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Great Science Fiction and Fantasy Reads: The First Half of 2018 with the Science Fiction and Fantasy Book Discussion Group

11 Jul

The first half of 2018 has been filled with a lot of enjoyable books for our Science Fiction and Fantasy Group. We hope you can join us for future discussions.  On Monday, July 23 we will be discussing Spellsinger by Alan Dean Foster in honor of the summer reading theme of “Reading Rocks.”  We always welcome input into what books the group reads, so we would love to hear your suggestions!  Email hplwriters @ gmail.com to be added to our mailing list.  If you are a Hoboken Resident be sure to sign up for our summer reading program.

The Girl Who Circumnavigated Fairyland in a Ship of Her Own Making
by Catherynne M. Valente
Girlwhocircumnavigatedfairyland
You may remember I wrote about The Girl Who Circumnavigated Fairyland in a Ship of Her Own Making in a previous post about books that were originally published online.  I had loved the novel, so I was excited when one of the group members had suggested it.  There was some discussion of it in comparison to other children’s books we had read – such as the first three Oz books.  The story has a very retro fairytale feel to it which some of the group enjoyed.  Before the book discussion we watched Labyrinth which Valente has said was very influential to her in the author interview that was included at the end of the book.  You can read more about Labyrinth in a previous post I had written in honor of its 30th anniversary.

Mote in God’s Eye
by Larry Niven‎ & ‎Jerry Pournelle
Mote in God's Eye
image from Amazon.com
We had previously read two of Niven’s books as well as the Niven/Pournelle collaboration Inferno.  While the group thought that Pournelle’s influence was felt more heavily in Inferno, overall Mote In God’s Eye seemed more reminiscent of the Ringworld books by Niven we had read previously.  I found the book a little slow moving at first, but found it picked up and had me enthralled by the end with its story of first contact between humans and an alien race.  We paired the book with a screening of the Start Trek movie, Wrath of Khan which the group enjoyed.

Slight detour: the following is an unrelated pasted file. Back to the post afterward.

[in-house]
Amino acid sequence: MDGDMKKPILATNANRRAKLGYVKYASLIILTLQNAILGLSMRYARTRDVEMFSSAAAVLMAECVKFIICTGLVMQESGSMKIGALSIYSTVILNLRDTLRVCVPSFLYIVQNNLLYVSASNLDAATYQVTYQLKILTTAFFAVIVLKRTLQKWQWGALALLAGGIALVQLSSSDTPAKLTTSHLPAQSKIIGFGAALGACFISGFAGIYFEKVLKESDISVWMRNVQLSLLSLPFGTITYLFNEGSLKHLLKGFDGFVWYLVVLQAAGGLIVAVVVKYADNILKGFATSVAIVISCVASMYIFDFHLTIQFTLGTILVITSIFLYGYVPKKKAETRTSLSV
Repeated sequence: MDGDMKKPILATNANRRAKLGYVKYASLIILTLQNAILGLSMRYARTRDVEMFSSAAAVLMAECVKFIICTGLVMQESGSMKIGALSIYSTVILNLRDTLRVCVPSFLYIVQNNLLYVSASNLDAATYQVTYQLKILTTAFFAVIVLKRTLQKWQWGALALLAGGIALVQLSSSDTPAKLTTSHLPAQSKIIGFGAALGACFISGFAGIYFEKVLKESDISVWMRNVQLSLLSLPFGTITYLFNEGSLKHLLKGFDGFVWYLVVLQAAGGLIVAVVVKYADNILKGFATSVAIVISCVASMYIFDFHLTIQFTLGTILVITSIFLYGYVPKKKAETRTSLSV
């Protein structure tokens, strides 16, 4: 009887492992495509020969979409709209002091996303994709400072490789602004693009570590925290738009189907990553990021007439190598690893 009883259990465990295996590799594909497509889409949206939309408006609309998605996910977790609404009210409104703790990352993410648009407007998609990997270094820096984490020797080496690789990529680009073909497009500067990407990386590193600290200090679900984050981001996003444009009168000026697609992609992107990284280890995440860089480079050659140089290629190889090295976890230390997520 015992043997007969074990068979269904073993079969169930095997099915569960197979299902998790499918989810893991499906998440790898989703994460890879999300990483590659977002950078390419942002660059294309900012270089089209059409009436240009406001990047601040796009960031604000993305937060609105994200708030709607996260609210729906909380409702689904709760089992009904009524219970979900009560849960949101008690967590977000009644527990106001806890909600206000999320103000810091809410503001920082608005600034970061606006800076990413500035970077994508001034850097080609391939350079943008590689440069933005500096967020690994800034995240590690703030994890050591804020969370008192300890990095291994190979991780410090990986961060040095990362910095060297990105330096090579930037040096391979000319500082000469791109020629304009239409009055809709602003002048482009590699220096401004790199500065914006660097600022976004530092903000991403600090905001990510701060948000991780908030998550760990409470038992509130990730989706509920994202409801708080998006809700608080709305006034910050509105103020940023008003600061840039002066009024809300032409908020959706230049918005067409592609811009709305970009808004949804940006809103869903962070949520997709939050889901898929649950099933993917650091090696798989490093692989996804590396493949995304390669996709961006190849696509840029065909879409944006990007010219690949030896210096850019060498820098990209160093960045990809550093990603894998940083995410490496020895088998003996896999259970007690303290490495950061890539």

The Magicians
by Lev Grossman
magicians
My first experience with The Magicians was its adaptation on the SyFy channel so I was curious to compare it to the book series.  Both feel like a modern and more adult take on Children’s Classics, most notably Harry Potter, Narnia, and The Once and Future King all of which we had read in previous book discussions so we had a lot of talk about them in comparison.  The group felt that although this was an interesting setup with all the borrowing from other works it felt more referential than innovative.  We also watched the first three episodes of the TV show.  I enjoyed both and this may be a rare exception where I did not necessarily like the book more than its adaptation.

Ready Player One
by Ernest Cline
ReadyPlayerOne
The group was curious to read and discuss Ready Player One since its movie adaptation was making its big screen debut.  I think this is another example of where the movie and book are very different in some ways, but both enjoyable and the changes for the movie felt on the whole necessary due to the more visual medium.  I’d definitely recommend the book, if you only saw the film. Ready Player One relies heavily on 80’s nostalgia, but we found interestingly the references did not resonate for some of the older members of the group who experienced the 80’s as adults rather than children, since many of the references are about video games, toys, and cartoons.  I had been curious to see if it was necessary to get all the references to still enjoy the book and film, but the group members who weren’t as knowledgeable still seemed to like the work.  We also watched Existenz beforehand, which the group felt had some interesting concepts about reality, but did not enjoy some of the intense visuals that are a hallmark of many Cronenberg films.

Scythe
by Neal Shusterman
scythe
One of the group members mentioned that she had been hearing a lot of buzz about the award winning Young Adult novel Scythe by Neal Shusterman so I was curious to check it out. The novel is interesting since in some ways it depicts a world which many people would see as a Utopia where disease and injury can almost always be cured and nanites in people’s blood prevent pain and depression.  Yet there is something that seems dulled in the society where death only comes by the hands of designated Scythes who “glean” in order to keep the population numbers down.  I found the book a bit slow in the early chapters where it focused on world building and typical teen concerns, but found it picked up with action and intrigue in the second half.  Beforehand we watched Ghost Rider which on the whole the group found over the top but enjoyable.

Fahrenheit 451
by Ray Bradbury
fahrenheit 451
HBO recently debuted an adaptation of the Science Fiction classic, Fahrenheit 451, which had been on our “to be read” list for a while.  We viewed the 1966 movie adaptation before the discussion.  It was interesting to see how relevant the book was to our current world situation where censorship and mass media are both hot topics.  The group had a great discussion about how Bradbury’s four walls of viewing screens seemed very relevant with VR, Augmented Reality, and people constantly being glued to their cell phones.  We had a large turnout for the 1966 movie adaptation which had an interesting stylized look that to me kept it from feeling dated.  I especially liked that in the movie the protagonist’s wife and a young woman he meets, who seem to be positioned as mirror opposites of one another, was played by the same actress.  The novel is definitely a work you should check out!